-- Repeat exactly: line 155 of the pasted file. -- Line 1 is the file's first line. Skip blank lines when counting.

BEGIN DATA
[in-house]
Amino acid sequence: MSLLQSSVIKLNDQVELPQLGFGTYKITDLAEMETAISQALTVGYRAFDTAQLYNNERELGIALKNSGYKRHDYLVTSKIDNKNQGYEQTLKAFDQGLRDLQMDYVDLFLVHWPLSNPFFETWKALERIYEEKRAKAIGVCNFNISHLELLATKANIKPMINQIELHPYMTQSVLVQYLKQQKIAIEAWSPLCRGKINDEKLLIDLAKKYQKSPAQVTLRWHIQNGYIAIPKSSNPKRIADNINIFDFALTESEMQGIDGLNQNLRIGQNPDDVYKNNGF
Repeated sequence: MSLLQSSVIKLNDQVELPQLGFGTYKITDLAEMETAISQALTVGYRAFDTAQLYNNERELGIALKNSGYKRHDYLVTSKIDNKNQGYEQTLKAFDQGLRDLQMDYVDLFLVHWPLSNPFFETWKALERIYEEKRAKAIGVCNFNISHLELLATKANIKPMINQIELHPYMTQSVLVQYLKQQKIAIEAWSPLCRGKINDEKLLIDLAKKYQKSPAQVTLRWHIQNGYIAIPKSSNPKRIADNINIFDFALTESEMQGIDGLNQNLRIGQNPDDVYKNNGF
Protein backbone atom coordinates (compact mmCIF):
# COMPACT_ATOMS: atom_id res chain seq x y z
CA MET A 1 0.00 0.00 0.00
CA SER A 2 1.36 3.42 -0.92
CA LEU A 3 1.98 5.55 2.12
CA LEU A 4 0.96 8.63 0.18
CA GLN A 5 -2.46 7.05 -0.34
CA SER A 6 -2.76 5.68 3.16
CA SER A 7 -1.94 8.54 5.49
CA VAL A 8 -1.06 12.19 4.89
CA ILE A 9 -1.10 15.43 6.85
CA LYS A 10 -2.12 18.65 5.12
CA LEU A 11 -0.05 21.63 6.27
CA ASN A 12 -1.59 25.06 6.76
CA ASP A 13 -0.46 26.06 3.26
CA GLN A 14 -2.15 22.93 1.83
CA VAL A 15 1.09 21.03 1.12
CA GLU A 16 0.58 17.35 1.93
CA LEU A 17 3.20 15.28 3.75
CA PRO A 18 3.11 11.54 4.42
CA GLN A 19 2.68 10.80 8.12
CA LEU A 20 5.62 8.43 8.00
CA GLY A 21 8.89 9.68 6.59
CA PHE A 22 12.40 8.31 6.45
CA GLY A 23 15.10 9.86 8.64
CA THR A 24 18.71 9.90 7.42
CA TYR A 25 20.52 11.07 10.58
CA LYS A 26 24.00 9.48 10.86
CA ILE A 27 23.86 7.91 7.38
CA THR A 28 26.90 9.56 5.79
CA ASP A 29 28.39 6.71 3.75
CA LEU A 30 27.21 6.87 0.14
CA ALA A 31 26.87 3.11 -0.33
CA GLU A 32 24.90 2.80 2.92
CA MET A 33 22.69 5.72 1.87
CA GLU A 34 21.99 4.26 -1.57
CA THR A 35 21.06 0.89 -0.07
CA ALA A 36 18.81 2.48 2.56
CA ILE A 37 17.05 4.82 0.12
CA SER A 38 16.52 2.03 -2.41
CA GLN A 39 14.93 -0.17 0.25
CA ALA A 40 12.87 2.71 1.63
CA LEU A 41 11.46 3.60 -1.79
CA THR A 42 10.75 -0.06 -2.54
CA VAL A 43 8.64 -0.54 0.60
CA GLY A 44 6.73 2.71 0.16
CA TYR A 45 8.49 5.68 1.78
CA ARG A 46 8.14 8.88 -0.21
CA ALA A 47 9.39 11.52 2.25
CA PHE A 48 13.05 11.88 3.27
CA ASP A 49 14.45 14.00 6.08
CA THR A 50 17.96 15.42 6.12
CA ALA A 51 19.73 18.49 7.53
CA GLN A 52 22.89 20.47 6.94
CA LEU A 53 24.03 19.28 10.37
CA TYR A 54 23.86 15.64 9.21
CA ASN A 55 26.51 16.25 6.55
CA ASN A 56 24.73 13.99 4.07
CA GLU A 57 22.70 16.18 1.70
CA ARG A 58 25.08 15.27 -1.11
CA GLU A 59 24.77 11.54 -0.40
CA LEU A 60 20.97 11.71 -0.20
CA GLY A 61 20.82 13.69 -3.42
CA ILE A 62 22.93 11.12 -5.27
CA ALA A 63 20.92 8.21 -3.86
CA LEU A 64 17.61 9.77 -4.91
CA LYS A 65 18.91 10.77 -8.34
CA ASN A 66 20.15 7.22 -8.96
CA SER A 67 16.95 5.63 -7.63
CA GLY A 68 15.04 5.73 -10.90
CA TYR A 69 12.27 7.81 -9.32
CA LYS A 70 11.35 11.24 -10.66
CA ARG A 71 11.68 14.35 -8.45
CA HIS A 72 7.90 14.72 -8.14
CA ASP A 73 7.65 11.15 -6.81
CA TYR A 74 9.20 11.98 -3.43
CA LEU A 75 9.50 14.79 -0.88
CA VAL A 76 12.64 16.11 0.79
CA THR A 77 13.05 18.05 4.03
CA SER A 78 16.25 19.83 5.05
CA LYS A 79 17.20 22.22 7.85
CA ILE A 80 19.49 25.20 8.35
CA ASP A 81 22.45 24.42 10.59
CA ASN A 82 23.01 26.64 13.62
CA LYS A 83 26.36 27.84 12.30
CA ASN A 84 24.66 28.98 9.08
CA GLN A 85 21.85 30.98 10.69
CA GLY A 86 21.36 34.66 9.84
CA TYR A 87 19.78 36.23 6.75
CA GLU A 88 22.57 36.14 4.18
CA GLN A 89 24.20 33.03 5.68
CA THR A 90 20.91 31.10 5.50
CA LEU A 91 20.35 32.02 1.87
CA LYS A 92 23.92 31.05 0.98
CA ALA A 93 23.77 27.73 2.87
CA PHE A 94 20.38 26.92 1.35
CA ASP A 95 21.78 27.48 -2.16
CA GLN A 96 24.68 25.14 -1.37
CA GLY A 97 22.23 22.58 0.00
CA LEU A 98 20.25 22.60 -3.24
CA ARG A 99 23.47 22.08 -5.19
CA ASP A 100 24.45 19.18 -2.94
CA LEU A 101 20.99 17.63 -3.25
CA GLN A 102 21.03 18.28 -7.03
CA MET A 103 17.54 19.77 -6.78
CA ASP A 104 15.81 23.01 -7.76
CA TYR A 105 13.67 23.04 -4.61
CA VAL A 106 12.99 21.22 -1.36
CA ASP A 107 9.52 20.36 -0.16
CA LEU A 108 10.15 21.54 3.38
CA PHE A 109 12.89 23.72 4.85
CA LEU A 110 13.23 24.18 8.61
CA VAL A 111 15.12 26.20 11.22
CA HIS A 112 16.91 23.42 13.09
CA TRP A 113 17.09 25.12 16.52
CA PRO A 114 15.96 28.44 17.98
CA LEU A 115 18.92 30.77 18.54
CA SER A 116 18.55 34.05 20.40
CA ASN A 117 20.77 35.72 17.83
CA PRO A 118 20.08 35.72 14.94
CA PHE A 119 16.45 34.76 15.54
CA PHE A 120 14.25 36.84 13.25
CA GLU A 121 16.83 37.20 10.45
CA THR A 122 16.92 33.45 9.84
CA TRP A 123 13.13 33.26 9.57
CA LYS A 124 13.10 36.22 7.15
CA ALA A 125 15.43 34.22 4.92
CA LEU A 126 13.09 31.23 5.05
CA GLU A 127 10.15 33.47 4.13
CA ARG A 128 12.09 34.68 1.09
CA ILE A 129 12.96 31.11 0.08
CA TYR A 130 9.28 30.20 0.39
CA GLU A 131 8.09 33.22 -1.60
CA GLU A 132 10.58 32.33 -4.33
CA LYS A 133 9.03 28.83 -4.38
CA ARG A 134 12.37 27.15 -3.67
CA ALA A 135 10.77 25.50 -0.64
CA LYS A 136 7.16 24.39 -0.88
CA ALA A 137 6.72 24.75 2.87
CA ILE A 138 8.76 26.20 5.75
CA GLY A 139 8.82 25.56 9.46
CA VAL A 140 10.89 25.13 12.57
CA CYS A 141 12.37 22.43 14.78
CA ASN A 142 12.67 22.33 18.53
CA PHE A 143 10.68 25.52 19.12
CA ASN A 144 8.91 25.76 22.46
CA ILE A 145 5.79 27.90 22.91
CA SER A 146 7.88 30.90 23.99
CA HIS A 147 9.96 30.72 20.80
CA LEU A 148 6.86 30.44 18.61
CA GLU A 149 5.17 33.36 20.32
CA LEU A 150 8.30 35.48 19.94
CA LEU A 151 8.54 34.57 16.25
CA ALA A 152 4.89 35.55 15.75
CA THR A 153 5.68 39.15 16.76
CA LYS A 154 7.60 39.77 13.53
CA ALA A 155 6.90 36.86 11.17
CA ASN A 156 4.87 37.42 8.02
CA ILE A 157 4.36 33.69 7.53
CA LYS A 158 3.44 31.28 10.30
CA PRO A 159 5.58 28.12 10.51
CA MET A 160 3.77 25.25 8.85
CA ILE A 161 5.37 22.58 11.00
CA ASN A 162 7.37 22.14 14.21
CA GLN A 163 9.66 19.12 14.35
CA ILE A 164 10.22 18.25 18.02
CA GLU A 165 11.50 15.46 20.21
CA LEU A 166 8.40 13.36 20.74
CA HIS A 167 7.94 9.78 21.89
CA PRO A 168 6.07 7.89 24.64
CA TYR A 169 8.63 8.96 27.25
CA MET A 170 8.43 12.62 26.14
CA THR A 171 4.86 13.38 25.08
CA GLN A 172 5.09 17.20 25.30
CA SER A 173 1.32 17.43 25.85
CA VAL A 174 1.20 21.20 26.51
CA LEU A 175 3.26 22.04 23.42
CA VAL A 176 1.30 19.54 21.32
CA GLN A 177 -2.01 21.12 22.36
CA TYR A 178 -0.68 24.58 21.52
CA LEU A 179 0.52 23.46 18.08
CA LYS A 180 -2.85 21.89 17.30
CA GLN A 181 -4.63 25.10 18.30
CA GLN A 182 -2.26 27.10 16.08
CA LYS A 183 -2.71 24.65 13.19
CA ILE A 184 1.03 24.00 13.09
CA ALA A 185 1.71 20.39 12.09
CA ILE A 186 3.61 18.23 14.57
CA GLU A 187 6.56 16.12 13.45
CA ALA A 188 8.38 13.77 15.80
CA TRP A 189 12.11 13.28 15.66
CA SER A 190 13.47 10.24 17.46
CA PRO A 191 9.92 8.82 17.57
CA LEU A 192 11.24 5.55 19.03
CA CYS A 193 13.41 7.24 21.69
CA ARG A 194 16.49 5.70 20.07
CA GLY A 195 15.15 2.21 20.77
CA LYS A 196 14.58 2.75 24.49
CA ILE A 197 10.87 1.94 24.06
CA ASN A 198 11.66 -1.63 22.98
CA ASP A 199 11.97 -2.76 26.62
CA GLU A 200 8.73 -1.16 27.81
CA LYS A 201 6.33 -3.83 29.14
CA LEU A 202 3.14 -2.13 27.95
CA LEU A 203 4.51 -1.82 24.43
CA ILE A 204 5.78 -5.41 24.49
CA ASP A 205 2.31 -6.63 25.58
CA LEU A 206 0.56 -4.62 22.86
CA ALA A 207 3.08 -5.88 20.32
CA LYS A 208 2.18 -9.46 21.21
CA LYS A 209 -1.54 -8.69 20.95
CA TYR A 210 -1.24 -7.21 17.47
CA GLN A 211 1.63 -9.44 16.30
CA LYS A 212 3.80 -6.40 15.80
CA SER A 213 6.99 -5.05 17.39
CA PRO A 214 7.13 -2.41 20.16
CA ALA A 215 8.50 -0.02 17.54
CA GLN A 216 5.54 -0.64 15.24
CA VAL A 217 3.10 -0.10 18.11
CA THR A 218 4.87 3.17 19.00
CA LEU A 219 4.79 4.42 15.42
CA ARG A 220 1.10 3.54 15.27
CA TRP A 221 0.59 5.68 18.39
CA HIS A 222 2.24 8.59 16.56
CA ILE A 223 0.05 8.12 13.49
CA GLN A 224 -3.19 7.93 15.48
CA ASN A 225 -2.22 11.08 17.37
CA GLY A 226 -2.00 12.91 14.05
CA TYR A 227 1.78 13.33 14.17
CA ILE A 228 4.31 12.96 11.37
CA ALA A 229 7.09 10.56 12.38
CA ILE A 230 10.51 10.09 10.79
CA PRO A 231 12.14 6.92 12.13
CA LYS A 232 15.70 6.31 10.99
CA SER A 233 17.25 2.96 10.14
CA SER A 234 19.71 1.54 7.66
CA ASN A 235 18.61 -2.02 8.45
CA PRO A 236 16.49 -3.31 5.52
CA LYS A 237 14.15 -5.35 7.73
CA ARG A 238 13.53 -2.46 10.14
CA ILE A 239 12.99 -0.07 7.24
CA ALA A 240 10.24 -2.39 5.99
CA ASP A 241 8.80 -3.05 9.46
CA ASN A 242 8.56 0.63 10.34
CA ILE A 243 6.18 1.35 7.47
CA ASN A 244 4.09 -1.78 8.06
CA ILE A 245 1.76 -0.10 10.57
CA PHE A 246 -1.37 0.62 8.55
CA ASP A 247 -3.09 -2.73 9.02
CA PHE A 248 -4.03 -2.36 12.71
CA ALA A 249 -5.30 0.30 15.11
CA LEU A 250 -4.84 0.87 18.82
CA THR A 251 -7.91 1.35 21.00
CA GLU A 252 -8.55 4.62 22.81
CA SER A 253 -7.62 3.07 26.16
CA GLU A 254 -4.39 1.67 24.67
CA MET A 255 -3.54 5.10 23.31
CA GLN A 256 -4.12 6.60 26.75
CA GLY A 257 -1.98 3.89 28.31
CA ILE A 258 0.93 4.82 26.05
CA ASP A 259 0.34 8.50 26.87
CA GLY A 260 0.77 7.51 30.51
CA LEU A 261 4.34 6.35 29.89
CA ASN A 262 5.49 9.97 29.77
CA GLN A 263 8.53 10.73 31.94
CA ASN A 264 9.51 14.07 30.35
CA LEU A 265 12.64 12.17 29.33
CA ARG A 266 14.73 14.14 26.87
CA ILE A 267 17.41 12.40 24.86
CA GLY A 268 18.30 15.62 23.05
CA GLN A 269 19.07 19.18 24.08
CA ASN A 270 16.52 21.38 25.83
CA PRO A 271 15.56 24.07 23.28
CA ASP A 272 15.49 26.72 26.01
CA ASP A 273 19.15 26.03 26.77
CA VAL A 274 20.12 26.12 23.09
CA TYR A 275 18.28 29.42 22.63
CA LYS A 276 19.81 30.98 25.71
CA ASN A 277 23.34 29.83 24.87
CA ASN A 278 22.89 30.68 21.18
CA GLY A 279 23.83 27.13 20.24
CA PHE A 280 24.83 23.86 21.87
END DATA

CA LEU A 150 8.30 35.48 19.94